|Source: WHDH, New York Daily News|
Let's talk some more about the man in whitey-tighties on the Wellesley campus. Because I somehow don't think that we've been talking about the right things when we talk about that man, created by Tony Matelli, maker of hyper-realistic sculptures.
In fact, I will look at the sculpture from several different angles. In all of these, I'll try not to be reductive. The chiding comments I've seen about the piece tend toward a not-very-rigorous feminist, academic response and reduce the sculpture to something very narrow, and they certainly don't show art can be myriad in its implications. They attempt to deprive the sculpture of any mystery or strangeness.
Here is a sleepwalker. In my head is a great deal on the subject from a man who insisted on living on his own terms, Henry David Thoreau. I like him, prickly fellow though he is. He's one of my many soul mates in the arts, even though he wouldn't particularly want me to feel so. "Morning is when I am awake and there is a dawn in me," he says. We need "infinite expectation of the dawn," lest we be like most people, the "sleepers" of the rail bed that modernity and industrialization race over:
If we do not get out sleepers, and forge rails, and devote days and nights to the work, but go to tinkering upon our lives to improve them, who will build railroads? And if railroads are not built, how shall we get to heaven in season? But if we stay at home and mind our business, who will want railroads? We do not ride on the railroad; it rides upon us. Did you ever think what those sleepers are that underlie the railroad? Each one is a man, an Irishman, or a Yankee man. The rails are laid on them, and they are covered with sand, and the cars run smoothly over them. They are sound sleepers, I assure you. And every few years a new lot is laid down and run over; so that, if some have the pleasure of riding on a rail, others have the misfortune to be ridden upon. And when they run over a man that is walking in his sleep, a supernumerary sleeper in the wrong position, and wake him up, they suddenly stop the cars, and make a hue and cry about it, as if this were an exception. I am glad to know that it takes a gang of men for every five miles to keep the sleepers down and level in their beds as it is, for this is a sign that they may sometime get up again.So we have a sculpture of a man, and he is asleep but helpless, hands out. Well, "sleepwalking through life" is a familiar idea. Sleepwalkers have long been an image of a kind of lost shamble through the days that is not uncommon but sad; sometimes sleepwalking can describe a passage in life in which one feels lost and uncertain. The sculpture portrays a man who is, indeed, sleepwalking through the busy--and, we hope, awake--life going on around him, as well as sleepwalking through his own life. Thinking of Thoreau, we can hope that he is struggling to walk, to get somewhere, to wake up!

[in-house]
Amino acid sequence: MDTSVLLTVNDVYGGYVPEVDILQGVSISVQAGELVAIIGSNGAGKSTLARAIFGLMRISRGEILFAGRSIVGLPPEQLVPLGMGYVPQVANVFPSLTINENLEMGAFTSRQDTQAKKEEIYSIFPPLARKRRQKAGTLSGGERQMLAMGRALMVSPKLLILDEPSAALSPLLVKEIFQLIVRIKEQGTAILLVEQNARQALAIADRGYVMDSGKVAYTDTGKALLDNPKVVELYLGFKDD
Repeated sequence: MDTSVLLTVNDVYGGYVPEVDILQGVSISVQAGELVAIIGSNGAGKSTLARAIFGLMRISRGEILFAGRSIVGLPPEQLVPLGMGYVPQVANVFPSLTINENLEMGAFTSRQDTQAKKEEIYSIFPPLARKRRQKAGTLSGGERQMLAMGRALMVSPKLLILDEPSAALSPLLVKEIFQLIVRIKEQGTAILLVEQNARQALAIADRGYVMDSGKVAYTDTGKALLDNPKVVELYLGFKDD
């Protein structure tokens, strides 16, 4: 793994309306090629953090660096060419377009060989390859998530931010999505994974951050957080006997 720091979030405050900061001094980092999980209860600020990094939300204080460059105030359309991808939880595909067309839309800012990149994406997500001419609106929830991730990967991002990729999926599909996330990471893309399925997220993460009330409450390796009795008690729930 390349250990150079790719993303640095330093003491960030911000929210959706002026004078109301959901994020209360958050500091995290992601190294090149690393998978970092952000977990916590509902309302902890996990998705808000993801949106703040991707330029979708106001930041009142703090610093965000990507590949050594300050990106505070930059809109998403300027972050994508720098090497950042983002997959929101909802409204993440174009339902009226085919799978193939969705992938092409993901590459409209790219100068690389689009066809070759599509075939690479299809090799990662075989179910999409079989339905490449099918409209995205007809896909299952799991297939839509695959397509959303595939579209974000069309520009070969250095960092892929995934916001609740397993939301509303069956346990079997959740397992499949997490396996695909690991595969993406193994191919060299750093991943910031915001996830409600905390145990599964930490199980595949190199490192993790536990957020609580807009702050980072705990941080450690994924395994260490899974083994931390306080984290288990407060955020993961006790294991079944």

If I consider the idea of sleepwalking, I tend to see that the figure is, in fact, a pitiable figure, one of those people Thoreau wished to wake. But that's not the only way of looking at the sculpture.
Side note on Thoreau and young women
Interestingly, Thoreau found that young women were among the very few who "improved their time" in the woods and found something worth the search. They were not biased; they were free and curious and could enjoy surprise, even if it was the small beauty of a colored leaf. Why do I mention it? Because there has been a radical gap between those on campus who react whimsically to the statue and those who are outraged, and that is . . . interesting.